Transition Time, for me, and for (at least) one reader: “I need to consider my own life as a source of inspiration.”


I’m in the middle of a massive transition period. Have decided to scale way back my involvement with the wide-ranging exopermaculture site to focus instead on the new babypictureproject site. Why? Because the time for sharing information and commentary, bridging/blending Above and Below, opening the mind to whatever, scaling between and within dimensions — is OVER. That’s no longer appropriate. I must rechannel my energy to concentrate much more narrowly and intensely on a website, and activities associated with it, that provide one gateway for cultural transformation.

I had planned to begin this changeover today. However, my podmate Brie has the admin “keys” to the babypictureproject site, and she is unavailable. So today I will instead share a wonderfully synchronous snail mail letter that I received yesterday from a long-time exopermaculture reader here in the midwest. In part, her letter reads:

“After a little more than three years of reading your blog, I feel I’ve “graduated” in a sense. . . my two oldest friends jokingly said that I needed to consider a 12-step program for withdrawing from reading your blog and Laura’s ( One even asked me to apologize to her for having written many emails about the blogs, as one does in a 12-step program, and that I should substitute other activities, like having a milkshake or a facial. . .

“It got me thinking more clearly — I had done so somewhat foggily for over a year — about why I was so dependent on vicariously living through other people’s blog posts, instead of living and creating my own life. Of course I was living my own life, but mine seemed so much more boring and conventional, limited by finances and lack of access to transportation in a car-centric part of the country. I knew lots of people in my town, some for decades, but could share almost nothing of my inner life with any of them, because they were not interested in any of the things I was. They spray their gardens and design their gardens formally. Their version of religion is either none, with no meditation or other practices, or traditional religion, with its judgments and prescriptions (and proscriptions). They’re not against US foreign policy, they don’t question the media for the most part or just ignore it. They think that sharing tools or cars or houses sounds horrible — why would anyone want to do that?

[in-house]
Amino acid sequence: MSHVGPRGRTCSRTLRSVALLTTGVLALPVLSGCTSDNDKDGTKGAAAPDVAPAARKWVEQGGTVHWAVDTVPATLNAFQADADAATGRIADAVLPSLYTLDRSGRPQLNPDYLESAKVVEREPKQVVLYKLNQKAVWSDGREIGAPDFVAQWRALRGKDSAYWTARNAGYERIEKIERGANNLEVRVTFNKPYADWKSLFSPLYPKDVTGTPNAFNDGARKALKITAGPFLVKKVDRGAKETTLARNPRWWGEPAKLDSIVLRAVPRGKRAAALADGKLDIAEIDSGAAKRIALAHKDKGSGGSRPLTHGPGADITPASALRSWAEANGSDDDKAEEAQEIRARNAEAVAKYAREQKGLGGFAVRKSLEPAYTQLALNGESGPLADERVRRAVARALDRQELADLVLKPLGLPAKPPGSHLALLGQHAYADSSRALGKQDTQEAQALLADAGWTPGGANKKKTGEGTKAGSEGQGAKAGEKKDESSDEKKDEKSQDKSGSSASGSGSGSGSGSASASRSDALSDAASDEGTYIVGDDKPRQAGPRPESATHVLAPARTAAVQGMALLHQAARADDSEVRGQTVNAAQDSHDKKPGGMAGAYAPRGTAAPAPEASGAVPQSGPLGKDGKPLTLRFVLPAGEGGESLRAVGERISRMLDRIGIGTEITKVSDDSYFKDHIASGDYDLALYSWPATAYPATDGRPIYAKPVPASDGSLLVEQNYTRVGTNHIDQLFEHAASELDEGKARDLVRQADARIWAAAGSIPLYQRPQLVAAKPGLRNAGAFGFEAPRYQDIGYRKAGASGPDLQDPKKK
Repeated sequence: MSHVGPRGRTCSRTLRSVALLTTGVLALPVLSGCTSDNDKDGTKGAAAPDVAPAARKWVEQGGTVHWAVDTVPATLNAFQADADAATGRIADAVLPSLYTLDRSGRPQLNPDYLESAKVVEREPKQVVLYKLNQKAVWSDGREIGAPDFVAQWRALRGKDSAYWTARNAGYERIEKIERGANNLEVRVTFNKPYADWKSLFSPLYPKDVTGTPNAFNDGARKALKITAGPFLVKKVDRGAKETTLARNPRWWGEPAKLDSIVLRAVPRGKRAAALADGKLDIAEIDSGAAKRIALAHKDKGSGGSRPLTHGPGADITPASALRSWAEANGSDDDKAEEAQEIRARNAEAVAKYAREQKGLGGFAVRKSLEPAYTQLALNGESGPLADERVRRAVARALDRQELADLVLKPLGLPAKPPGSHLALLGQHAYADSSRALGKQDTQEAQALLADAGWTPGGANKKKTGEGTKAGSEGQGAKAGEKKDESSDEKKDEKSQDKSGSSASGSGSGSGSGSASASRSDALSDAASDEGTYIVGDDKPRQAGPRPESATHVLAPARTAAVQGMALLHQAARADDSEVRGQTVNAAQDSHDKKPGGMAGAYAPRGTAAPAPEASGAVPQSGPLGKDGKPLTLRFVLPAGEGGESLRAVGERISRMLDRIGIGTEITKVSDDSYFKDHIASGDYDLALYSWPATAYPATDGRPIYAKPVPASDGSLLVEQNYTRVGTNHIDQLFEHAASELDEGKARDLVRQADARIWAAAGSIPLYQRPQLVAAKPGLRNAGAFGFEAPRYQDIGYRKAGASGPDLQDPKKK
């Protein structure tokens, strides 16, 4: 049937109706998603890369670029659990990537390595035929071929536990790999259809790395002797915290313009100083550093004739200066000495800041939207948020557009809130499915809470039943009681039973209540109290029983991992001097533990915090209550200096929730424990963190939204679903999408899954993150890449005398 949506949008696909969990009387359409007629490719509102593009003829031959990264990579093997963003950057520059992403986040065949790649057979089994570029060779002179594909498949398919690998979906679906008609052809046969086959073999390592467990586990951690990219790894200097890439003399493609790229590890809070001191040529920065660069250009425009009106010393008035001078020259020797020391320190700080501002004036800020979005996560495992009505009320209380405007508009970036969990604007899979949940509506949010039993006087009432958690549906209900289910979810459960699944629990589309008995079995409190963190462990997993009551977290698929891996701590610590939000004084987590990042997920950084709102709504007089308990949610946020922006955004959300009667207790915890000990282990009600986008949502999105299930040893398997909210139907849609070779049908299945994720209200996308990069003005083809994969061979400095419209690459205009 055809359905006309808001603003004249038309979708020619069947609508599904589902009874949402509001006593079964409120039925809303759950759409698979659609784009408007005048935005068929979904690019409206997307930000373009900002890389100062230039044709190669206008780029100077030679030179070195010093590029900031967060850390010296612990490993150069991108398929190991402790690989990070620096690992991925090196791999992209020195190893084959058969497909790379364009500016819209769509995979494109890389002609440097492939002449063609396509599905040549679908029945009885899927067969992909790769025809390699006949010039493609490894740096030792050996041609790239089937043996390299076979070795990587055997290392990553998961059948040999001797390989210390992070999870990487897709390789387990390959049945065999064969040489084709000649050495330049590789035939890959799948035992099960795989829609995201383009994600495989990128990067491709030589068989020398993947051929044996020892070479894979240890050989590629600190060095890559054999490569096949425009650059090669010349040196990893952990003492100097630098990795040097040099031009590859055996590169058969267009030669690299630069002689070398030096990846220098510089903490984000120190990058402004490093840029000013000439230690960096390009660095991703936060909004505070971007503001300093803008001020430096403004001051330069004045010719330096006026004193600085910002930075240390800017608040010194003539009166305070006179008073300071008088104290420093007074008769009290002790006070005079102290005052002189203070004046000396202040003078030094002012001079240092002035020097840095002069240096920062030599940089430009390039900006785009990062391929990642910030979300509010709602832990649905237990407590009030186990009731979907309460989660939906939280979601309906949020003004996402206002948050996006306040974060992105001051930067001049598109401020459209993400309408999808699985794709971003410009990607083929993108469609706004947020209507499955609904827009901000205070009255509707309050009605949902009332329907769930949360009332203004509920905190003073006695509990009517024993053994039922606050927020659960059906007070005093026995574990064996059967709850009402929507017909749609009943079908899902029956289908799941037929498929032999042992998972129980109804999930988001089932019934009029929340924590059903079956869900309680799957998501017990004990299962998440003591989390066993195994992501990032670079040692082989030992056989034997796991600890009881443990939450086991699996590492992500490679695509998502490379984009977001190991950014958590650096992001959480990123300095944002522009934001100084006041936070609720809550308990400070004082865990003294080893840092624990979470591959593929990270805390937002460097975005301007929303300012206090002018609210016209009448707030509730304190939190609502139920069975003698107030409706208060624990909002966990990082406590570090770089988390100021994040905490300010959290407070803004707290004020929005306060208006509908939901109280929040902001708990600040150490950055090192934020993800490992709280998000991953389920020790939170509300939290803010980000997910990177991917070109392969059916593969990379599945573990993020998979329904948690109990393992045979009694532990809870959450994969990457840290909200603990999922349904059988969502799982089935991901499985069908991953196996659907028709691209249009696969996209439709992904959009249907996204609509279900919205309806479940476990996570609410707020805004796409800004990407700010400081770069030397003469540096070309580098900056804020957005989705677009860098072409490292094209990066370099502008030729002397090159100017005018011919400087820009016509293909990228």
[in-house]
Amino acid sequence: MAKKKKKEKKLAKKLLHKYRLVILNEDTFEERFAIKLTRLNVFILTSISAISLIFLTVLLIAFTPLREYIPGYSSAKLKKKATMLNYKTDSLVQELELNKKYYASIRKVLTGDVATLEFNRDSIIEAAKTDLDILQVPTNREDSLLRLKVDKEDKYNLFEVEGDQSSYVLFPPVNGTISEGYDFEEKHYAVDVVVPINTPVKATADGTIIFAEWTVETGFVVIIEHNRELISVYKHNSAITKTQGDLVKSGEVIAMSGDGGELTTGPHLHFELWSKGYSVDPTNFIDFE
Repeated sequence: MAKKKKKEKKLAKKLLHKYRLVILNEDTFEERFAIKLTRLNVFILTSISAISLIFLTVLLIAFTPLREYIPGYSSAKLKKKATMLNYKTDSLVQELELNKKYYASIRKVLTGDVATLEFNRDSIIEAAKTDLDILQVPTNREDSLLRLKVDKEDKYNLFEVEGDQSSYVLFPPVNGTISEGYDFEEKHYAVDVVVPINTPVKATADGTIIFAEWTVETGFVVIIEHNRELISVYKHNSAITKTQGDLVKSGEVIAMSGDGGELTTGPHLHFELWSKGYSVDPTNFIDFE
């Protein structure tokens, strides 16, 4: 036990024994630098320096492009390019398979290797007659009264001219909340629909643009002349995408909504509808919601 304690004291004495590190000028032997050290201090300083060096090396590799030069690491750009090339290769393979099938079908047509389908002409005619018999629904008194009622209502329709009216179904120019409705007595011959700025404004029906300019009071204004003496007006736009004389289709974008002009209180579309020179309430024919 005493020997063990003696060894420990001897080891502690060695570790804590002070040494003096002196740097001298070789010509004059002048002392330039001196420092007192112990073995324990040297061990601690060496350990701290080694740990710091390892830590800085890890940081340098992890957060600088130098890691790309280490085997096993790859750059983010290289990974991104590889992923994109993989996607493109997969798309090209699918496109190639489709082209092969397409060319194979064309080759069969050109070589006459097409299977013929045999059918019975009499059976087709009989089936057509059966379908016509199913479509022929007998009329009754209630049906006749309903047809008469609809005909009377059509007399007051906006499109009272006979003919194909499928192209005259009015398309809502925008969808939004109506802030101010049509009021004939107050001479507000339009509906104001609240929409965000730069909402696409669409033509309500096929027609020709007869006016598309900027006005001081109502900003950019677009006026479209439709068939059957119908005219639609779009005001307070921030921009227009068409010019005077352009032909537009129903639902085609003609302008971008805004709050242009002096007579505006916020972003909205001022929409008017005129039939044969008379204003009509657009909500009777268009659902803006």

“So — I realize that while I appreciate many of your posts and agree with a large number (esp. on foreign policy or need for community or openness to other faiths), I really was reading your blog because I was engaging in magical thinking. I was dreaming that, because you wrote about having a shared household, somehow by reading your blog, I would be led to my own version of a shared household, somewhere else than my own small town. I did not want live in “community” again — I already lived 3 years in an ashram and various times over the years in shared houses, mostly to save money. . .But I also did not want to live alone in a house in a town where I could not talk to anyone about permaculture, or, or false flag events, or much about portals/astrology/tarot/nature-based spirituality, as I do now.

“I realize that I do need to find that shared place, but it won’t come through your blog. It might come through a reference at a Senior Center . . . or an Area 10-type organization, or a Unitarian community — someone will know of people who like me are living alone but don’t want to, would appreciate a companion. I want to be the “Rebecca” of your ecopod to someone else . . .

“So — thank you for bearing with my . . . comments over these years. I still check in, but am reading several other (blogs) now, and considering my own life as a source of inspiration.”

I say bravo to this courageous woman who is stepping out of her own interior comfort zone to seek what she will find through the agency of her own life. And I would add that it may be time for all of us to do the same. Certainly it is for me. While I will still be posting here, my focus will be gradually redirecting to the babypictureproject site.

Just today, for example, I realized that by recognizing our “essential innocence” when each of us enters this life, we are going directly against the “religion of our fathers,” in my case, Roman Catholicism, which considers each baby born as innately soiled by “original sin” and thus must be “saved” through “baptism.” (That recognition, of course, I will turn into a blogpost on the bpp site.)

Hard to believe that I once uncritically “be-lie-ved” in that that deeply corrosive notion of “original sin”!




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1 Response to Transition Time, for me, and for (at least) one reader: “I need to consider my own life as a source of inspiration.”

  1. I can so relate! It is a huge moment of transition for sure, even the ground under our feet seems to be moving. I think we are that proverbial snowball rolling down the hill, faster and faster, spitting off pieces of ourselves hither and yon as we go, because those parts of us have completed their mission. It feels like there is a cliff up ahead and we will have to decide if we jump to the next level of being or not.Exciting yet intimidating.There is a very strong scent of change in the air, globally as well as internally. Faith and courage to you and all those facing the pull of change stretching us forward and who are walking this mystical path into our new story. Good luck and stay connected.

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